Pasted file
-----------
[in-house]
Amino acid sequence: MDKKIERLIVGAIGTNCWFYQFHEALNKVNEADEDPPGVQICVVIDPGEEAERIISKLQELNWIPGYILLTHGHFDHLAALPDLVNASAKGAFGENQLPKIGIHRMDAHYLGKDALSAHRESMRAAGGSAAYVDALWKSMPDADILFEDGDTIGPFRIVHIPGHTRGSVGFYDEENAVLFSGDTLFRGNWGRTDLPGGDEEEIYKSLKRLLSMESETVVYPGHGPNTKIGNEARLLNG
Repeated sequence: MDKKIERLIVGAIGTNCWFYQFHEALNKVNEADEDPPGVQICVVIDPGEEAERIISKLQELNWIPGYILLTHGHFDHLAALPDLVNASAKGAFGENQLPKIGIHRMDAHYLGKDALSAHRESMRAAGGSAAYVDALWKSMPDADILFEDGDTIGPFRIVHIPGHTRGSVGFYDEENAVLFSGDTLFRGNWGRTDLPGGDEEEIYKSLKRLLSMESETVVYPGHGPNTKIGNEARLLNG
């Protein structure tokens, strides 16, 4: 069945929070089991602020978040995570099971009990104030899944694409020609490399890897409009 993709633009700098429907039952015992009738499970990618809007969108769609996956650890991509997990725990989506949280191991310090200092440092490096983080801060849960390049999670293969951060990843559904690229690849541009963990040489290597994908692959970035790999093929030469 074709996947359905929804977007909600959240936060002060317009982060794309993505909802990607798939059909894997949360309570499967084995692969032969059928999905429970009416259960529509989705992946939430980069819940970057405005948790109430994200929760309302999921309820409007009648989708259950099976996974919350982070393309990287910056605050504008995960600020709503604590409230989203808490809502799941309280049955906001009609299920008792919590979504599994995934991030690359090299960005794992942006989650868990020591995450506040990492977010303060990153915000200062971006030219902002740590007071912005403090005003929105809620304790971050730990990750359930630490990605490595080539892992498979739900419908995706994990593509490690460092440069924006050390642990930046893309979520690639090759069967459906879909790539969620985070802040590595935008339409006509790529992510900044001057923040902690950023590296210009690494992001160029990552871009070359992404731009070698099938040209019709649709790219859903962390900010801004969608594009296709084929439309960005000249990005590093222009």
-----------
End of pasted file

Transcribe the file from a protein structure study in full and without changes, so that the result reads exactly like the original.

[in-house]
Amino acid sequence: MDKKIERLIVGAIGTNCWFYQFHEALNKVNEADEDPPGVQICVVIDPGEEAERIISKLQELNWIPGYILLTHGHFDHLAALPDLVNASAKGAFGENQLPKIGIHRMDAHYLGKDALSAHRESMRAAGGSAAYVDALWKSMPDADILFEDGDTIGPFRIVHIPGHTRGSVGFYDEENAVLFSGDTLFRGNWGRTDLPGGDEEEIYKSLKRLLSMESETVVYPGHGPNTKIGNEARLLNG
Repeated sequence: MDKKIERLIVGAIGTNCWFYQFHEALNKVNEADEDPPGVQICVVIDPGEEAERIISKLQELNWIPGYILLTHGHFDHLAALPDLVNASAKGAFGENQLPKIGIHRMDAHYLGKDALSAHRESMRAAGGSAAYVDALWKSMPDADILFEDGDTIGPFRIVHIPGHTRGSVGFYDEENAVLFSGDTLFRGNWGRTDLPGGDEEEIYKSLKRLLSMESETVVYPGHGPNTKIGNEARLLNG
């Protein structure tokens, strides 16, 4: 069945929070089991602020978040995570099971009990104030899944694409020609490399890897409009 993709633009700098429907039952015992009738499970990618809007969108769609996956650890991509997990725990989506949280191991310090200092440092490096983080801060849960390049999670293969951060990843559904690229690849541009963990040489290597994908692959970035790999093929030469 074709996947359905929804977007909600959240936060002060317009982060794309993505909802990607798939059909894997949360309570499967084995692969032969059928999905429970009416259960529509989705992946939430980069819940970057405005948790109430994200929760309302999921309820409007009648989708259950099976996974919350982070393309990287910056605050504008995960600020709503604590409230989203808490809502799941309280049955906001009609299920008792919590979504599994995934991030690359090299960005794992942006989650868990020591995450506040990492977010303060990153915000200062971006030219902002740590007071912005403090005003929105809620304790971050730990990750359930630490990605490595080539892992498979739900419908995706994990593509490690460092440069924006050390642990930046893309979520690639090759069967459906879909790539969620985070802040590595935008339409006509790529992510900044001057923040902690950023590296210009690494992001160029990552871009070359992404731009070698099938040209019709649709790219859903962390900010801004969608594009296709084929439309960005000249990005590093222009």